Ray Charles Live In Washington (2003)
I thought I had sufficiently harvested the web for any trace of streaming media with Ray Charles’ music, but I just found this C-Span page, with Ray’s complete, 45-minute performance at The 89th Annual White House Correspondents Dinner on 26 April 2003, in a ballroom at the downtown Washington Hilton Hotel.
Much of the attention of the cameras goes to the 2,500 members of the media, politicians and celebrities, but the audio is decent enough, and there’s enough proof of Ray and his trio (Brad Rabuchin, guitar; Tom Fowler, bass; Peter Turre, drums) having a good time. For more context see this.
The setlist was:
- Route 66
- A Song For You
- Hallelujah I Love Her So
- Georgia On My Mind
- Stranger In My Own Hometown
- Your Cheating Heart
- Teardrops From My Eyes
- Just For A Thrill
- It Had To Be You
- 3/4 Time
You can watch the whole concert here.
In April 2003 Reuters Television (ID 304260014; source here) produced a 2 minute news item on Ray Charles’ perfomance at the Correspondents Dinner. The last – untrue – statement in Reuters’ press story seems to have originated from Ray’s own PR department:
The glittering event, held in a spacious ballroom at the downtown Washington Hilton Hotel […] brought together more than 2,500 members of the media, politicians and celebrities. Because of current events and the ongoing war in Iraq, the dinner had a decidedly different and more somber tone from past years. Instead of a stand-up comedian as in the past, this year veteran entertainer Ray Charles performed a 45 minute set including some of his classics: Route 66 and [A Song For You]. The usual array of Hollywood celebrities were on hand for this year’s dinner, including actresses Jennifer Love Hewitt and Bo Derek, actor Rob Lowe and comedian Drew Carey. The winner of 12 Grammys, the 72-year old Charles is on a 200-city North American concert tour.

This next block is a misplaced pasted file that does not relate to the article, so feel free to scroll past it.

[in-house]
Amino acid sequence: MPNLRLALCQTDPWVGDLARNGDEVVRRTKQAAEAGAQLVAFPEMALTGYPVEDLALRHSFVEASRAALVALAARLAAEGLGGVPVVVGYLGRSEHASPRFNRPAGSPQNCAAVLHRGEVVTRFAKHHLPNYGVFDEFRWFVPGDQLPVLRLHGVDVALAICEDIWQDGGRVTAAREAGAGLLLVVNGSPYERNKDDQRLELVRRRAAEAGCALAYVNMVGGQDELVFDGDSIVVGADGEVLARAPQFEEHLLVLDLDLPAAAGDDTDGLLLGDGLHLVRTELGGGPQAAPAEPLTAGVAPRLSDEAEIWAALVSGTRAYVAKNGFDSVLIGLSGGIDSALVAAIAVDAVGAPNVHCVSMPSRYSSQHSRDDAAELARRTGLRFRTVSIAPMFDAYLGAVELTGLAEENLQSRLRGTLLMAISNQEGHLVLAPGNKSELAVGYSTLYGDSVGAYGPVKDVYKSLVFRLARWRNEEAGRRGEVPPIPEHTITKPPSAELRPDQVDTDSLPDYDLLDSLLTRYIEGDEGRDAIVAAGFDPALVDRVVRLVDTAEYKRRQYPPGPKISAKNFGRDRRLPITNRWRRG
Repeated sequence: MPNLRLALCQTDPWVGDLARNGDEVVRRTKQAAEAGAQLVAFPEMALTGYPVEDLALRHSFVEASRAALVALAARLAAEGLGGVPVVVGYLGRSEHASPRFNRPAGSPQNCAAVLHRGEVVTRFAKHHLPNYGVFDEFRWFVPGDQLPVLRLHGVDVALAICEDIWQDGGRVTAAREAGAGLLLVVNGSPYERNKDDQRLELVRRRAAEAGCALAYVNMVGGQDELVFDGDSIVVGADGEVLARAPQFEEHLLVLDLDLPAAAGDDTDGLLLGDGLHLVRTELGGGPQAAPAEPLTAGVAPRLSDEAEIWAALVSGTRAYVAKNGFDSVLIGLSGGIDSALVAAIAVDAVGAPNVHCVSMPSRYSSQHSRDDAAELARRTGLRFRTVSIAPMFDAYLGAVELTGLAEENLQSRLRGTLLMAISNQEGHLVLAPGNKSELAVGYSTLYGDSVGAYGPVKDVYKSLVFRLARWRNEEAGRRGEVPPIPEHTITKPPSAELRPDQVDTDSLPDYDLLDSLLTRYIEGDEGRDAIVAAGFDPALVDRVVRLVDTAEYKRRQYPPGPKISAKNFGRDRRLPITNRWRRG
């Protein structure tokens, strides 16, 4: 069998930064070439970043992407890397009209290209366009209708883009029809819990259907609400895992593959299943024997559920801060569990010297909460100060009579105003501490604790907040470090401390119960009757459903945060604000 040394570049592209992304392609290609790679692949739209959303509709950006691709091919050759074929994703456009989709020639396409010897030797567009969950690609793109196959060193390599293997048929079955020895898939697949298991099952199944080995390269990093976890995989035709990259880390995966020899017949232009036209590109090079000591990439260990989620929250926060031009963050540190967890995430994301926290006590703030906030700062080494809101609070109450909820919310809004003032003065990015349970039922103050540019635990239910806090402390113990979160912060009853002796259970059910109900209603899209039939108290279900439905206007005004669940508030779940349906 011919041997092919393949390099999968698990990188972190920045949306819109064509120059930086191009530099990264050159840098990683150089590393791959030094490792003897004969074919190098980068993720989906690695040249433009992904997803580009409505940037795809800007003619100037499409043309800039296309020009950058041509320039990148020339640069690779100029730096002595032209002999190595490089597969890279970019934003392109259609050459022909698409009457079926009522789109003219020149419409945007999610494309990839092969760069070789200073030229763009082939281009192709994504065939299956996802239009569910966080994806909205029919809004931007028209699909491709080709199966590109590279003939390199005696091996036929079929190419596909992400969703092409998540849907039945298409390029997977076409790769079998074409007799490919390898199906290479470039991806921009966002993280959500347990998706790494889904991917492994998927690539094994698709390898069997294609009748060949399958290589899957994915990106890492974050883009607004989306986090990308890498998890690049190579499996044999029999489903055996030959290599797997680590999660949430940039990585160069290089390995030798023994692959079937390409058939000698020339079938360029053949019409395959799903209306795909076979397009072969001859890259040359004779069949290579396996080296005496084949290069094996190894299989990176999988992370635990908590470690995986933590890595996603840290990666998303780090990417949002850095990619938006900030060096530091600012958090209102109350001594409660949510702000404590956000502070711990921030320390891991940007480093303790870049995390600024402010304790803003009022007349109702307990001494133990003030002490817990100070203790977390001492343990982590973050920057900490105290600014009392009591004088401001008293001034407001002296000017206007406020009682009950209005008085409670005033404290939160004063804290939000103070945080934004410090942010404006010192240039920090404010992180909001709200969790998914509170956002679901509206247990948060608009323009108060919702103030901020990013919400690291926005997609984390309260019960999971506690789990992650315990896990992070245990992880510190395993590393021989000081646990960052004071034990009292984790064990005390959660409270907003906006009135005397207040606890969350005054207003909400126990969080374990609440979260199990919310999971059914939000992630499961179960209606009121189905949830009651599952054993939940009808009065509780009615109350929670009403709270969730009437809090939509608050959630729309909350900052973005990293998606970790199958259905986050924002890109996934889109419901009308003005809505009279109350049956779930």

The AP Archive has another news item. Shot #13 is a medium shot of Ray Charles performing; #15 is a pan of Laura and President Bush watching Charles. Source here.
Ray Charles knew what to ask for an extra effort, and how and when to stick to a contract. In an interview with the National Journal, Julia Whiston, the executive director of the White House Correspondents’ Association, reflected on her experience with Ray Charles, at the 89th Correspondent’s Dinner in 2003 [note that I haven’t found ANY complaint about this kind of prima donna behavior by Ray in the 70 years of documentation that I’ve ploughed through, BS]:
Ray Charles was the biggest prima donna of all time, God rest his soul. He could be very, very difficult. We had asked if he would do his famous version of America The Beautiful. He said he would do that only if we paid an additional $250,000 on top of what he was already being paid. We said, ‘No, thank you.’ Then, we were running a little bit ahead of schedule. He was introduced, and he wasn’t coming on. So I walked around behind stage and said, ‘Oh, I’m sorry, this is your cue. We’re ready to go.’ He asked his aide what time it was, and when he found it was seven minutes earlier than his contract stated, he refused and stood behind stage – and left our president, Bob Deans, up there trying to make jokes for seven minutes and left the president of the United States waiting for seven minutes. That’s the prize.